Air Ionizers – What are they and how do we use them?

22 07 2011

Put simply, an air ionizer is a small device that uses a high level of voltage to electronically charge air molecules. But there is a lot more to it than that.

Air ionizers are most commonly used within air purifiers. The majority of commercial air purifiers that you would encounter today are designed to generate negative ions. That is how they work!

Negative ions (otherwise known as anions) are particles made up of one or more electrons, conferring a net negative charge to the particle.

Within the air purifier, the airborne particles are attracted to the electrode in an effect which has been compared by many to static electricity.

One of the most common mistakes that people make is confusing ionizers with ozone generators.

This is understandable since both operate in similar ways within whatever appliance they are found in.

However, while ozone generators are optimised to attract an extra oxygen ion, ionizers use electrostatically charged plates to ultimately produce gas ions.

The battle against hospital infections

One of the most innovative ways in which air ionizers have been utilised in recent times is by a hospital in Britain.

St James’s Hospital in Leeds carried out a trial in 2003 where they installed a negative air ioniser to counteract a succession of bacterial infections within an intensive care ward.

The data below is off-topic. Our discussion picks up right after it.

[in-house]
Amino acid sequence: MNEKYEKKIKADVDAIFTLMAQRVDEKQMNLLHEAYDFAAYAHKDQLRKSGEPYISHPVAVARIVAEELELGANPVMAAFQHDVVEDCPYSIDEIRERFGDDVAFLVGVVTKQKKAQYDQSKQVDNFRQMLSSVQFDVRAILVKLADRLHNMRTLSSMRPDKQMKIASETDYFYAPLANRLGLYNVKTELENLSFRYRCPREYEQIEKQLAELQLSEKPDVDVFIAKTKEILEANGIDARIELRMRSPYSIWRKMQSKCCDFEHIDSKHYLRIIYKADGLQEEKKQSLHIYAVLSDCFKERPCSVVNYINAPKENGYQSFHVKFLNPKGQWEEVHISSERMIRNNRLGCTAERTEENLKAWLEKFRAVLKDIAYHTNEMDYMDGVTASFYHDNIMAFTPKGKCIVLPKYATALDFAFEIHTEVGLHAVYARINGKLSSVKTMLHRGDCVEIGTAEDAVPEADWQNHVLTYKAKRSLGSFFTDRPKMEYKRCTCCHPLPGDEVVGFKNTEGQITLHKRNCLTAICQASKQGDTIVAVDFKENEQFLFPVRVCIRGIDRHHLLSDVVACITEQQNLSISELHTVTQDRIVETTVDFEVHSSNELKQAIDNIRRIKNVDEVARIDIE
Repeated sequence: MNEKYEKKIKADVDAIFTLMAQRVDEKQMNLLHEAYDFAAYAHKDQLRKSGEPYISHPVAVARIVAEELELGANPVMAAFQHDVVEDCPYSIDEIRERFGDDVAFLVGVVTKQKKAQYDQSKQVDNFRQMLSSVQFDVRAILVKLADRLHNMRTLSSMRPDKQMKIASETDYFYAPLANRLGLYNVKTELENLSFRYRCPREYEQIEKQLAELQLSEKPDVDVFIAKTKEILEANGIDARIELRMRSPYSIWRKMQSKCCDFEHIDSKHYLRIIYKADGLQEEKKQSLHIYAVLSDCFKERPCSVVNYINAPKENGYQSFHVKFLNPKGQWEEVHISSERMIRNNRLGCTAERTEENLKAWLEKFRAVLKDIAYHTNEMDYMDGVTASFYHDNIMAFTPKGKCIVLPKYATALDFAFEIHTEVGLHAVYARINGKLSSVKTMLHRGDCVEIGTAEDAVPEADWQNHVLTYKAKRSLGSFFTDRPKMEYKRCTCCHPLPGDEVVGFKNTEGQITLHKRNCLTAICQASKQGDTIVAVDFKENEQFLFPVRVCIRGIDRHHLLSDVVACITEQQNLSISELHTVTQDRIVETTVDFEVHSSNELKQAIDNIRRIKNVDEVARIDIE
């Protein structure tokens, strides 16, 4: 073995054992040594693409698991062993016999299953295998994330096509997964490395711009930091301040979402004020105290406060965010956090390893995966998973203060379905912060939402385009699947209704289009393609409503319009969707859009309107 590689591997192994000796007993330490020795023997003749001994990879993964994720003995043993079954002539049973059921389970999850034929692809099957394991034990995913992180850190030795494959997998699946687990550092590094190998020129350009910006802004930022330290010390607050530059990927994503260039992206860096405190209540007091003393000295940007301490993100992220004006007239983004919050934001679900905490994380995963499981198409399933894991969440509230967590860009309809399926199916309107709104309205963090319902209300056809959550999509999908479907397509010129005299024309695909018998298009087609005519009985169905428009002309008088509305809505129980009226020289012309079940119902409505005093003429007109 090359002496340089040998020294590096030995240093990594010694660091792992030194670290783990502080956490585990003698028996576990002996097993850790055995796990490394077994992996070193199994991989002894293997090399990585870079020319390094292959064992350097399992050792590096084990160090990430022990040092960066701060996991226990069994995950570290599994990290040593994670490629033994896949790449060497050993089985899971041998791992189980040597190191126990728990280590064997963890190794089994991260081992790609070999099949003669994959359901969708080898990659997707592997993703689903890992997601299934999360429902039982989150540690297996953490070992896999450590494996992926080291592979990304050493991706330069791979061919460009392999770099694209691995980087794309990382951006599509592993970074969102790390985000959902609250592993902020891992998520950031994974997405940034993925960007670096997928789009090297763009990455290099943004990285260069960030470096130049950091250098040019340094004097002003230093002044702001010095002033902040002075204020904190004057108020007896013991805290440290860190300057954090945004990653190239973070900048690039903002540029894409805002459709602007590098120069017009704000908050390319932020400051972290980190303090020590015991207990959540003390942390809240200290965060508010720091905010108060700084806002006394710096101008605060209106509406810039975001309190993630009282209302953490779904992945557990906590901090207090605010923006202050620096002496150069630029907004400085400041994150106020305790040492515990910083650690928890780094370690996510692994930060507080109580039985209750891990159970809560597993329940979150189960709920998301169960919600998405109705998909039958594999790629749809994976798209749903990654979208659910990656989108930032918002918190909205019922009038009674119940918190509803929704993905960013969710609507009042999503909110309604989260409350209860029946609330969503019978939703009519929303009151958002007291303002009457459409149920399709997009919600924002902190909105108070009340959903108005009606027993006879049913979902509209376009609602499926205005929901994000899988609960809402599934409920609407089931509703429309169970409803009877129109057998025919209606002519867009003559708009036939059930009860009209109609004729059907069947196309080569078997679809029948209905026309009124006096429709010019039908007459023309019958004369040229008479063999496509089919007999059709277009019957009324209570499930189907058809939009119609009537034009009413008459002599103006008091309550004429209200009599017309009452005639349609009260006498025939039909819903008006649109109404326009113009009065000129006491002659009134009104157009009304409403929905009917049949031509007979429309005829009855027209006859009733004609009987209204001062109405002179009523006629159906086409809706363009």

It was a groundbreaking use of ionizers at the time and led to the infection rate within the unit eventually dropping to zero at the end of a yearlong trial.

The results stunned many leading medical professionals and have led to further tests involving air ionizers to see what other ways they can be positively applied.

Visit www.challengercomponents.com for more information on air ionizers and to see what different types are available.

 

Advertisements

Actions

Information

Leave a Reply

Fill in your details below or click an icon to log in:

WordPress.com Logo

You are commenting using your WordPress.com account. Log Out / Change )

Twitter picture

You are commenting using your Twitter account. Log Out / Change )

Facebook photo

You are commenting using your Facebook account. Log Out / Change )

Google+ photo

You are commenting using your Google+ account. Log Out / Change )

Connecting to %s




%d bloggers like this: